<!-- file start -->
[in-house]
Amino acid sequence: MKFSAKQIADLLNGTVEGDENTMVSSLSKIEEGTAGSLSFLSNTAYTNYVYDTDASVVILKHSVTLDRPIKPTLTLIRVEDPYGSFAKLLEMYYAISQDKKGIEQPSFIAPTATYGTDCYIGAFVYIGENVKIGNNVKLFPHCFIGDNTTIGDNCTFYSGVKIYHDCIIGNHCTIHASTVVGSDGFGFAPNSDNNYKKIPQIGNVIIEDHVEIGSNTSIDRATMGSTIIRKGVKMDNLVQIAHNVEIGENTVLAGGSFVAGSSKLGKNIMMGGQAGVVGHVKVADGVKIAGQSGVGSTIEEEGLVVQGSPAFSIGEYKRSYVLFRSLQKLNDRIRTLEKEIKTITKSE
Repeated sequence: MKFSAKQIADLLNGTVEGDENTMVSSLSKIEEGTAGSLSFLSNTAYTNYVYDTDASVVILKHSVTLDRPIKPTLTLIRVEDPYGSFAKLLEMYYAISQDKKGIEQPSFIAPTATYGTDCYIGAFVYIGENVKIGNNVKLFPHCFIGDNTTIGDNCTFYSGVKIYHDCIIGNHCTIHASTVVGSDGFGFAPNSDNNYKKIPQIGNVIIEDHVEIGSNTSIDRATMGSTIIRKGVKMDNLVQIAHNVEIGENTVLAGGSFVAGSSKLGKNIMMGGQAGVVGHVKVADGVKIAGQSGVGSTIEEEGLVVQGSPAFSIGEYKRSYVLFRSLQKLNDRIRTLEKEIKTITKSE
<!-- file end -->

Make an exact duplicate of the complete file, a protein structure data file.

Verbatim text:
[in-house]
Amino acid sequence: MKFSAKQIADLLNGTVEGDENTMVSSLSKIEEGTAGSLSFLSNTAYTNYVYDTDASVVILKHSVTLDRPIKPTLTLIRVEDPYGSFAKLLEMYYAISQDKKGIEQPSFIAPTATYGTDCYIGAFVYIGENVKIGNNVKLFPHCFIGDNTTIGDNCTFYSGVKIYHDCIIGNHCTIHASTVVGSDGFGFAPNSDNNYKKIPQIGNVIIEDHVEIGSNTSIDRATMGSTIIRKGVKMDNLVQIAHNVEIGENTVLAGGSFVAGSSKLGKNIMMGGQAGVVGHVKVADGVKIAGQSGVGSTIEEEGLVVQGSPAFSIGEYKRSYVLFRSLQKLNDRIRTLEKEIKTITKSE
Repeated sequence: MKFSAKQIADLLNGTVEGDENTMVSSLSKIEEGTAGSLSFLSNTAYTNYVYDTDASVVILKHSVTLDRPIKPTLTLIRVEDPYGSFAKLLEMYYAISQDKKGIEQPSFIAPTATYGTDCYIGAFVYIGENVKIGNNVKLFPHCFIGDNTTIGDNCTFYSGVKIYHDCIIGNHCTIHASTVVGSDGFGFAPNSDNNYKKIPQIGNVIIEDHVEIGSNTSIDRATMGSTIIRKGVKMDNLVQIAHNVEIGENTVLAGGSFVAGSSKLGKNIMMGGQAGVVGHVKVADGVKIAGQSGVGSTIEEEGLVVQGSPAFSIGEYKRSYVLFRSLQKLNDRIRTLEKEIKTITKSE